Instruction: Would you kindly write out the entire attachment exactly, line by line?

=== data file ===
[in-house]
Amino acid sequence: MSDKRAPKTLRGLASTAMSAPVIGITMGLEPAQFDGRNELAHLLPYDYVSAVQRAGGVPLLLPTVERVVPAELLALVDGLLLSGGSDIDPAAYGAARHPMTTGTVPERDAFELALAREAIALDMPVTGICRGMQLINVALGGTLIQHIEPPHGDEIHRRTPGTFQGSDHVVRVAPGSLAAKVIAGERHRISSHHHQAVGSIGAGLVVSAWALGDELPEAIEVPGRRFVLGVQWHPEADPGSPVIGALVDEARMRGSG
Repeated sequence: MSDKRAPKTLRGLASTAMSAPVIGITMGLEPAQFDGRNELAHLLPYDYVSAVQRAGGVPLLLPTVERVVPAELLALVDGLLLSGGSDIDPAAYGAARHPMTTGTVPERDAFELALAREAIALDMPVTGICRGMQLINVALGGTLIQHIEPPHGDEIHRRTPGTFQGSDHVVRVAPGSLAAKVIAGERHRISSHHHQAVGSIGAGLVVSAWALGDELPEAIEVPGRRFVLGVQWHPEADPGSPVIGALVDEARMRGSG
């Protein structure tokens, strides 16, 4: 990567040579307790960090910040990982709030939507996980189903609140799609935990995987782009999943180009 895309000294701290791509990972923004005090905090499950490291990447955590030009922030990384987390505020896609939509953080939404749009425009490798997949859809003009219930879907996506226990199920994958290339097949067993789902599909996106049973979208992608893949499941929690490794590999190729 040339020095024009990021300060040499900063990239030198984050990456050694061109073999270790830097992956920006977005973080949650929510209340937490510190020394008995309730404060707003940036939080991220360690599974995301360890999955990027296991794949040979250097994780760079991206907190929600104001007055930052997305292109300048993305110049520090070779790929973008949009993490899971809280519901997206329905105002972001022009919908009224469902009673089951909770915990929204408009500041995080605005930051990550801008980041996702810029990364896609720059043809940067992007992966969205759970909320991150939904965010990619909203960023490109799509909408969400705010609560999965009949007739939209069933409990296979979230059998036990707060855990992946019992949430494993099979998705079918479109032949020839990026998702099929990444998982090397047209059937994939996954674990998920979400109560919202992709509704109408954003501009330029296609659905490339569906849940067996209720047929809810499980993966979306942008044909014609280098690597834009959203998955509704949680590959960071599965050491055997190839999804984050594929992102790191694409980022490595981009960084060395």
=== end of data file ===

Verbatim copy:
[in-house]
Amino acid sequence: MSDKRAPKTLRGLASTAMSAPVIGITMGLEPAQFDGRNELAHLLPYDYVSAVQRAGGVPLLLPTVERVVPAELLALVDGLLLSGGSDIDPAAYGAARHPMTTGTVPERDAFELALAREAIALDMPVTGICRGMQLINVALGGTLIQHIEPPHGDEIHRRTPGTFQGSDHVVRVAPGSLAAKVIAGERHRISSHHHQAVGSIGAGLVVSAWALGDELPEAIEVPGRRFVLGVQWHPEADPGSPVIGALVDEARMRGSG
Repeated sequence: MSDKRAPKTLRGLASTAMSAPVIGITMGLEPAQFDGRNELAHLLPYDYVSAVQRAGGVPLLLPTVERVVPAELLALVDGLLLSGGSDIDPAAYGAARHPMTTGTVPERDAFELALAREAIALDMPVTGICRGMQLINVALGGTLIQHIEPPHGDEIHRRTPGTFQGSDHVVRVAPGSLAAKVIAGERHRISSHHHQAVGSIGAGLVVSAWALGDELPEAIEVPGRRFVLGVQWHPEADPGSPVIGALVDEARMRGSG
């Protein structure tokens, strides 16, 4: 990567040579307790960090910040990982709030939507996980189903609140799609935990995987782009999943180009 895309000294701290791509990972923004005090905090499950490291990447955590030009922030990384987390505020896609939509953080939404749009425009490798997949859809003009219930879907996506226990199920994958290339097949067993789902599909996106049973979208992608893949499941929690490794590999190729 040339020095024009990021300060040499900063990239030198984050990456050694061109073999270790830097992956920006977005973080949650929510209340937490510190020394008995309730404060707003940036939080991220360690599974995301360890999955990027296991794949040979250097994780760079991206907190929600104001007055930052997305292109300048993305110049520090070779790929973008949009993490899971809280519901997206329905105002972001022009919908009224469902009673089951909770915990929204408009500041995080605005930051990550801008980041996702810029990364896609720059043809940067992007992966969205759970909320991150939904965010990619909203960023490109799509909408969400705010609560999965009949007739939209069933409990296979979230059998036990707060855990992946019992949430494993099979998705079918479109032949020839990026998702099929990444998982090397047209059937994939996954674990998920979400109560919202992709509704109408954003501009330029296609659905490339569906849940067996209720047929809810499980993966979306942008044909014609280098690597834009959203998955509704949680590959960071599965050491055997190839999804984050594929992102790191694409980022490595981009960084060395």